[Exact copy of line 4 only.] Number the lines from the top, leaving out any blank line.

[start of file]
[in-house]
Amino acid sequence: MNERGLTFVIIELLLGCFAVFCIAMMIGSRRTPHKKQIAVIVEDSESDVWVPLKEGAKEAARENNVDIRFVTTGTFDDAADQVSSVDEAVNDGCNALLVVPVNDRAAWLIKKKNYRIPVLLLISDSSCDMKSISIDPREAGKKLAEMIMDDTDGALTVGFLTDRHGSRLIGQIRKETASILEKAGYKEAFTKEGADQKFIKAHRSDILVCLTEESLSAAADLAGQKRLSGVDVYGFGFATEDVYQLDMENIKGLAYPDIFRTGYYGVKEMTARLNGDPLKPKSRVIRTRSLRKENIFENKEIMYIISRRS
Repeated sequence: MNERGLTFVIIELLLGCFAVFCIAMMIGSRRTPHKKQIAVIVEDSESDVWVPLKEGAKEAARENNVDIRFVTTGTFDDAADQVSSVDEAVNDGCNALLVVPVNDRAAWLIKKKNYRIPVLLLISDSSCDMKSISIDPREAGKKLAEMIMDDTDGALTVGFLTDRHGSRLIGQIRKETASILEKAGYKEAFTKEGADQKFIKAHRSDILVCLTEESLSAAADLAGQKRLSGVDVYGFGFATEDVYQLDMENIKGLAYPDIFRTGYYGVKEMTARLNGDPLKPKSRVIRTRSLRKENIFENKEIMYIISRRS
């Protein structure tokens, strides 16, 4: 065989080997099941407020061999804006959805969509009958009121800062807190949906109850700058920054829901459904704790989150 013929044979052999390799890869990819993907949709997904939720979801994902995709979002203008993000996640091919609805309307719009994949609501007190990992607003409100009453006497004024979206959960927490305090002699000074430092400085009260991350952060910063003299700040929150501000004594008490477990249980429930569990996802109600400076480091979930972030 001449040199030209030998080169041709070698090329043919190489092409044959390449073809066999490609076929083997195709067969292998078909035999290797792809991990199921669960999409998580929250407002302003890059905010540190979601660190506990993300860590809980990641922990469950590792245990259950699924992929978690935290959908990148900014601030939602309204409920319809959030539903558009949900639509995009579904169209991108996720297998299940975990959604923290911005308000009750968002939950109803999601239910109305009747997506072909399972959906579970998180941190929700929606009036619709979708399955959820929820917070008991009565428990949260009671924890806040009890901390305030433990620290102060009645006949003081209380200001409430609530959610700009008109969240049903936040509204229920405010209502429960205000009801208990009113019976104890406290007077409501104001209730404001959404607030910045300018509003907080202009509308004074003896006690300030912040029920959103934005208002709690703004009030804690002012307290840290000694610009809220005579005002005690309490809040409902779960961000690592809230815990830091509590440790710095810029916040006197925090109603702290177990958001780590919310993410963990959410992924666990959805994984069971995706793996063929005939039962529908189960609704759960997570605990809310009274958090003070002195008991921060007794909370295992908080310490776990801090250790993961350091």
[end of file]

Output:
């Protein structure tokens, strides 16, 4: 065989080997099941407020061999804006959805969509009958009121800062807190949906109850700058920054829901459904704790989150 013929044979052999390799890869990819993907949709997904939720979801994902995709979002203008993000996640091919609805309307719009994949609501007190990992607003409100009453006497004024979206959960927490305090002699000074430092400085009260991350952060910063003299700040929150501000004594008490477990249980429930569990996802109600400076480091979930972030 001449040199030209030998080169041709070698090329043919190489092409044959390449073809066999490609076929083997195709067969292998078909035999290797792809991990199921669960999409998580929250407002302003890059905010540190979601660190506990993300860590809980990641922990469950590792245990259950699924992929978690935290959908990148900014601030939602309204409920319809959030539903558009949900639509995009579904169209991108996720297998299940975990959604923290911005308000009750968002939950109803999601239910109305009747997506072909399972959906579970998180941190929700929606009036619709979708399955959820929820917070008991009565428990949260009671924890806040009890901390305030433990620290102060009645006949003081209380200001409430609530959610700009008109969240049903936040509204229920405010209502429960205000009801208990009113019976104890406290007077409501104001209730404001959404607030910045300018509003907080202009509308004074003896006690300030912040029920959103934005208002709690703004009030804690002012307290840290000694610009809220005579005002005690309490809040409902779960961000690592809230815990830091509590440790710095810029916040006197925090109603702290177990958001780590919310993410963990959410992924666990959805994984069971995706793996063929005939039962529908189960609704759960997570605990809310009274958090003070002195008991921060007794909370295992908080310490776990801090250790993961350091």